To be sure, the value CCOs can bring goes far beyond messaging, or even communicating. Rather, their true value is in bringing the voice of multiple stakeholders to the board, says Kym White, a healthcare CCO who currently sits on the board of public companies and not-for-profit organizations. “CCOs have a big picture view of the business,” she says. Pointing to the strong, yet fragile trust people place in business relative to other institutions, she says, “CCOs are an underleveraged asset for many boards, who could benefit from their expertise.”

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Timing is everything, and what makes CCOs attractive to boards relates partly to a company’s specific circumstances. Coming out of the pandemic, which is when interest in CCOs from boards started picking up, many companies were entering a critical period of change. The need for transformation has only increased since then. DeSalva says she wouldn’t have landed her first board seat without her extensive experience leading business transformation at Dupont—including a major activist situation, CEO transition, merger, and subsequent breakup—and Pfizer. “Functional knowledge alone won’t make CCOs relevant to boards,” she says. She would know, having overseen substantial board formation and refreshment activity as nominating and governance committee chair.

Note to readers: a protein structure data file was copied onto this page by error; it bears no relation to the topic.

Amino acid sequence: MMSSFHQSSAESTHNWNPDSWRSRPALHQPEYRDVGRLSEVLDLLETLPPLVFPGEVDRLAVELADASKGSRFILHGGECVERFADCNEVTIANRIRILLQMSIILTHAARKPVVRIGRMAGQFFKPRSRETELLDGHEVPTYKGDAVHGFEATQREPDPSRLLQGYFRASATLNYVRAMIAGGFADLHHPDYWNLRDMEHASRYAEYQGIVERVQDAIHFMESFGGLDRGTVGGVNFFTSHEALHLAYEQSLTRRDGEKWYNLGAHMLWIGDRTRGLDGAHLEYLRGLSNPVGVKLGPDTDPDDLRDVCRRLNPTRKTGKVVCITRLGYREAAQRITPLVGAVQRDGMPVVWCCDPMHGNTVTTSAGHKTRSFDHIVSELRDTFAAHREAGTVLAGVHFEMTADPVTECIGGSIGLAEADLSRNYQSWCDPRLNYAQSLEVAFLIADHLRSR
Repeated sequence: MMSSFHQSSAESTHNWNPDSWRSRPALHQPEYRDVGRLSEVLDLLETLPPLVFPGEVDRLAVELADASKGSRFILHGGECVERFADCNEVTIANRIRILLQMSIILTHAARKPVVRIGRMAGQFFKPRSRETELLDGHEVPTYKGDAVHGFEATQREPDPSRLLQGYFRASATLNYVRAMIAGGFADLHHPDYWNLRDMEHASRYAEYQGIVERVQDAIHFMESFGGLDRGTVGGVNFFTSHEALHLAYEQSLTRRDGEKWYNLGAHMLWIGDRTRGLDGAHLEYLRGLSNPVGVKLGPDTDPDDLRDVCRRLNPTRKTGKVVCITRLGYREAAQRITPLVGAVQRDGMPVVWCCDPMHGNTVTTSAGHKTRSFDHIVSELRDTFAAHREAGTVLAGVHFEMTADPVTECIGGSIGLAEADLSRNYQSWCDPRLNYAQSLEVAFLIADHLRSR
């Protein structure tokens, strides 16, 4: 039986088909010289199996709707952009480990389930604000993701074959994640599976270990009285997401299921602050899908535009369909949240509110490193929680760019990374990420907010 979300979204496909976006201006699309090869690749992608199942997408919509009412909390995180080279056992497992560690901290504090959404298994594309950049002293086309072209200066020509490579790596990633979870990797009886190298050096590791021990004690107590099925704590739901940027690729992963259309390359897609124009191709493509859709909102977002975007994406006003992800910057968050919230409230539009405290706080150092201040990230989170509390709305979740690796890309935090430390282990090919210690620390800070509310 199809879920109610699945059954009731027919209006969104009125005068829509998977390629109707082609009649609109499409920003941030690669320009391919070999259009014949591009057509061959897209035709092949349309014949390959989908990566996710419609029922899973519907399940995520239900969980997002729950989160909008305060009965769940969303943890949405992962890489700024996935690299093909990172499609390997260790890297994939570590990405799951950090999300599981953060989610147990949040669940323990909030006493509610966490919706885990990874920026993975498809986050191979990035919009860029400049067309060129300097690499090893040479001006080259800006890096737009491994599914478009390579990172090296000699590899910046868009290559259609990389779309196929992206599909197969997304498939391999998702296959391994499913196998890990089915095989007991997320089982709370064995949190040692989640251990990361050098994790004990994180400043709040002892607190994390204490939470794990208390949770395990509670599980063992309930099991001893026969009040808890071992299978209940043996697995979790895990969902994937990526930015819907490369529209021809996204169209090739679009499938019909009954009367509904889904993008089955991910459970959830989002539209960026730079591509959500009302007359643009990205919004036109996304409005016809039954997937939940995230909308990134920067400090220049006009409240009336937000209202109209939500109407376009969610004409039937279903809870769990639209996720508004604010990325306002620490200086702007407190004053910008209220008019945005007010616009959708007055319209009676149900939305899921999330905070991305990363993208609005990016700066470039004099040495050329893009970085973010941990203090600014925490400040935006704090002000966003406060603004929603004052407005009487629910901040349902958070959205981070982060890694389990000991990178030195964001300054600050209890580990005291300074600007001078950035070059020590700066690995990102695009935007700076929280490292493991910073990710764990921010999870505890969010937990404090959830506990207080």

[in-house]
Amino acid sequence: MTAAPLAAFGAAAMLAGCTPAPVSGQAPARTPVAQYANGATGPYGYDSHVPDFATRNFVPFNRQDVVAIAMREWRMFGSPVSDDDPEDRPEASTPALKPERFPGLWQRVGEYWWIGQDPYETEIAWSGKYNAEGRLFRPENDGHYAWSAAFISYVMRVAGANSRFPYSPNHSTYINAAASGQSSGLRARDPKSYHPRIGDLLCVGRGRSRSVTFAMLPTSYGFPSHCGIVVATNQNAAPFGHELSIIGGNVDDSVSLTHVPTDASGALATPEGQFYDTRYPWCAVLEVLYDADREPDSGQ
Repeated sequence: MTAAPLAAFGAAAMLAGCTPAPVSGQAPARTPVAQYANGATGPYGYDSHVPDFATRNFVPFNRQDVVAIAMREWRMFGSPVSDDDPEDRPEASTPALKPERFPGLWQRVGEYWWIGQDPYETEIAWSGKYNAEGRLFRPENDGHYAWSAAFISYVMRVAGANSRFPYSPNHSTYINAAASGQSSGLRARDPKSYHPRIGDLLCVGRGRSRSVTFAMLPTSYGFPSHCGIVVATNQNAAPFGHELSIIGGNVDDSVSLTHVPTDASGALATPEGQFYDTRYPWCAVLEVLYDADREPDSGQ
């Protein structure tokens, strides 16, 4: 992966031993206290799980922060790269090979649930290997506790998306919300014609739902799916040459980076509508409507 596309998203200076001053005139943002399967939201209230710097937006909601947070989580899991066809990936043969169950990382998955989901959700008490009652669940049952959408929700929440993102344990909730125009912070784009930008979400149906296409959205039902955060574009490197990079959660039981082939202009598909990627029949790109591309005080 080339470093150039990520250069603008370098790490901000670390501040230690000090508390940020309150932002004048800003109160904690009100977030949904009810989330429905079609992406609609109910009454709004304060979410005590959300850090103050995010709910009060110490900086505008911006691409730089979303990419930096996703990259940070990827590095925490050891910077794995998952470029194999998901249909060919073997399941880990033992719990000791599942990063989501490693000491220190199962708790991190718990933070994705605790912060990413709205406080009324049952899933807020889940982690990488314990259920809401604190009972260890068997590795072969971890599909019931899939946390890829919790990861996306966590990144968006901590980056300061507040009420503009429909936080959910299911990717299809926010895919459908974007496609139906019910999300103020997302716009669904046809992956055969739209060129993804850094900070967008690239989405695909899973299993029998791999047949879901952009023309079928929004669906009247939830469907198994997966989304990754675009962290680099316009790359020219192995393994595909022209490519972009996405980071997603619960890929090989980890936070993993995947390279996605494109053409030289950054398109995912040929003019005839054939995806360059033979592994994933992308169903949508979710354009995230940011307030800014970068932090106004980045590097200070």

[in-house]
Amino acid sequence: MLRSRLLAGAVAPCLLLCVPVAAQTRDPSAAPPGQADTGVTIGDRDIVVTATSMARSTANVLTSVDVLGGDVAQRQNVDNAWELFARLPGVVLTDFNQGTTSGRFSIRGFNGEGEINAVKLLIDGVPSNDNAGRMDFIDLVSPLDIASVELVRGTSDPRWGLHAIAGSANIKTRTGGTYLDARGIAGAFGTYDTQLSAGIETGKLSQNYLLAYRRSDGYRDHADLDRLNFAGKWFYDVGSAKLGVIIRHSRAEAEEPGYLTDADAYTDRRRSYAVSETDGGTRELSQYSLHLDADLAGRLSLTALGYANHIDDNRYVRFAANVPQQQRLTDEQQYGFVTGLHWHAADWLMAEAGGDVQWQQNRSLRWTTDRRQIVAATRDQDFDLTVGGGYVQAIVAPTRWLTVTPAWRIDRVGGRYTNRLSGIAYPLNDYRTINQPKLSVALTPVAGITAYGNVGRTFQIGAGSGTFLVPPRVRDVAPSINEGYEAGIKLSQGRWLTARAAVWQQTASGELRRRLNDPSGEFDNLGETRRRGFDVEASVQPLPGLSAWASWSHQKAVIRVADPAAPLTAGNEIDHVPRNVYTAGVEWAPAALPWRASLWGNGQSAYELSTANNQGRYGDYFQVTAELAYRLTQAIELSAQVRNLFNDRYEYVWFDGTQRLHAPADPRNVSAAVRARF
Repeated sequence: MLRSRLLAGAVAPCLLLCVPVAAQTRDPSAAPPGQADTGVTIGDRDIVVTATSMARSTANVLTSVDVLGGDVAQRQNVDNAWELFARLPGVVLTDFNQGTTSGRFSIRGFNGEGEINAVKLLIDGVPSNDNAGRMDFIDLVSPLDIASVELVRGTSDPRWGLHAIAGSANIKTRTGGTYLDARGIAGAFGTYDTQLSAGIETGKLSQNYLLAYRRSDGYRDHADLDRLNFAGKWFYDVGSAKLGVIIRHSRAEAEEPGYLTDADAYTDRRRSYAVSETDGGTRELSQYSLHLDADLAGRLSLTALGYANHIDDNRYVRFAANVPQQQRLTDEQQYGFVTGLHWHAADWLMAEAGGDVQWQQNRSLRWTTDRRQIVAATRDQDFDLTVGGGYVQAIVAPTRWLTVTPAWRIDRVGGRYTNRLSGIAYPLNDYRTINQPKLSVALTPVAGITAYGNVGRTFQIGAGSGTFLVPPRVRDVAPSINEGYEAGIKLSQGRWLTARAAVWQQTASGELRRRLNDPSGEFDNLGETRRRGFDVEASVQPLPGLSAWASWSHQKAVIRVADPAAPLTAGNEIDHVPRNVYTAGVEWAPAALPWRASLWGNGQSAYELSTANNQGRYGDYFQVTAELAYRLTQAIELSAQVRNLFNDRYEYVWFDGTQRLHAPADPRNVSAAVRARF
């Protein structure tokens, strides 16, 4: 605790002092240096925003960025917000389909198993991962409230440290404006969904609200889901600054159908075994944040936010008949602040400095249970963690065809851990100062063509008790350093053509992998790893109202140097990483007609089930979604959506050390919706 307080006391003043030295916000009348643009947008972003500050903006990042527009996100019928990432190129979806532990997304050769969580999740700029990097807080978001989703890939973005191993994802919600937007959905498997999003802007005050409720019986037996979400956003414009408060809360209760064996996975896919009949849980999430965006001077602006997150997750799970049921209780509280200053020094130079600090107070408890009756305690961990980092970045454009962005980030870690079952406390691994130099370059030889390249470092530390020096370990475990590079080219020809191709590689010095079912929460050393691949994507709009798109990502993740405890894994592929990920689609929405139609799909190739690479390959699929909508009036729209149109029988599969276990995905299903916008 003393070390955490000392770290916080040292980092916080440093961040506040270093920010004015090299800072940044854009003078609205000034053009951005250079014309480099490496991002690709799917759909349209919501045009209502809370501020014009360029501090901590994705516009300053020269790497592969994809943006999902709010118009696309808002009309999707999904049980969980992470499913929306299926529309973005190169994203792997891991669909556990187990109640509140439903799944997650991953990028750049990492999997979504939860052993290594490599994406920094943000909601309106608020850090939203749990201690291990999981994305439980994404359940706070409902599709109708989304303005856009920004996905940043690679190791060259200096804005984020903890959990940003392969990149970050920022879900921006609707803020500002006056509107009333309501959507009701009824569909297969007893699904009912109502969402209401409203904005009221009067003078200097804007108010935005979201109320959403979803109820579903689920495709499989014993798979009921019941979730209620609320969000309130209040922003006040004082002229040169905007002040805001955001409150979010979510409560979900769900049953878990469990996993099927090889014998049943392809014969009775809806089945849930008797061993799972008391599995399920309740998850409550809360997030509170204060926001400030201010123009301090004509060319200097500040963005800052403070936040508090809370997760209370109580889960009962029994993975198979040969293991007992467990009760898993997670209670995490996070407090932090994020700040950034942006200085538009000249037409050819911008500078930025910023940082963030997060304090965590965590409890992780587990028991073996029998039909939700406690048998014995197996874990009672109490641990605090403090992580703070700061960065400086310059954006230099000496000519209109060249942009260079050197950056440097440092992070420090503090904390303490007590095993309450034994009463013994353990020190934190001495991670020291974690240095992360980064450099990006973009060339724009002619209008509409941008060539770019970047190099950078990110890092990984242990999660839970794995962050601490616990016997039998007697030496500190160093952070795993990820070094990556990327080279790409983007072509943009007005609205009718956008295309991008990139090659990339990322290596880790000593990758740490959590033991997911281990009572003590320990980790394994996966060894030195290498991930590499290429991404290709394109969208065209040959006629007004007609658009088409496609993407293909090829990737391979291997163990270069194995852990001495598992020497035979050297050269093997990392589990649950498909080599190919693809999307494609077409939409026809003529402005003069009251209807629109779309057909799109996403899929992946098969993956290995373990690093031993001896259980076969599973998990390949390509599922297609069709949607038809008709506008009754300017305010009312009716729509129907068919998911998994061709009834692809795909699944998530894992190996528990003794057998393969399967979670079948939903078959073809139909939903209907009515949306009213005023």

To be sure, even as boards appoint more directors with specialized subject-matter knowledge, they want candidates to tick other boxes, too—among them, having profit and loss responsibility, international experience, government and policy expertise, and strategic vision. “CCOs have to be able to hold their own when it comes to business and financial issues,” says White. “They can’t be the weak link in the director chain.”

“CCOs have to be able to hold their own when it comes to business and financial issues.”

Here’s where timing comes into play again. Whereas CCOs used to show up for a meeting maybe once a year, the nature of disruption now ensures that they are regularly and actively engaged with the board. A transition to a new CEO who wants to pivot the business could put the CCO front and center with the board for an extended period of time, for instance. “CCOs need to take advantage of those opportunities to prove their business and strategic acumen,” says Wainwright. 

And if those opportunities don’t exist? Wainwright recommends getting in front of the board in any way you can. As in most jobs, networking is critical to getting a board seat. “I told anyone I could about my interest in getting on a board,” says Wainwright. It doesn’t have to be the board of a Fortune 500 company, or even a publicly traded one, either—nonprofits, private companies, universities, and other boards can serve as fertile areas for CCOs to gain governance experience and sharpen their financial and operational skills. 

There’s never been a more opportune time for CCOs to make the jump to board service, says Korn Ferry’s Marshall. The major elections taking place around the world are danger zones, he observes—for misinformation, disinformation, and cybersecurity threats—that could thrust CCOs into the spotlight and make them more visible to boards. At the same time, he notes that as interest rates and the economy stabilize, the pressure on leaders and boards to drive commercial growth will only grow. “CCOs are going to be playing an outsized role in driving value creation this year and into the future,” Marshall says, “and that could help them to become players in the boardroom.”


For more information contact Richard Marshall at or Peter McDermott at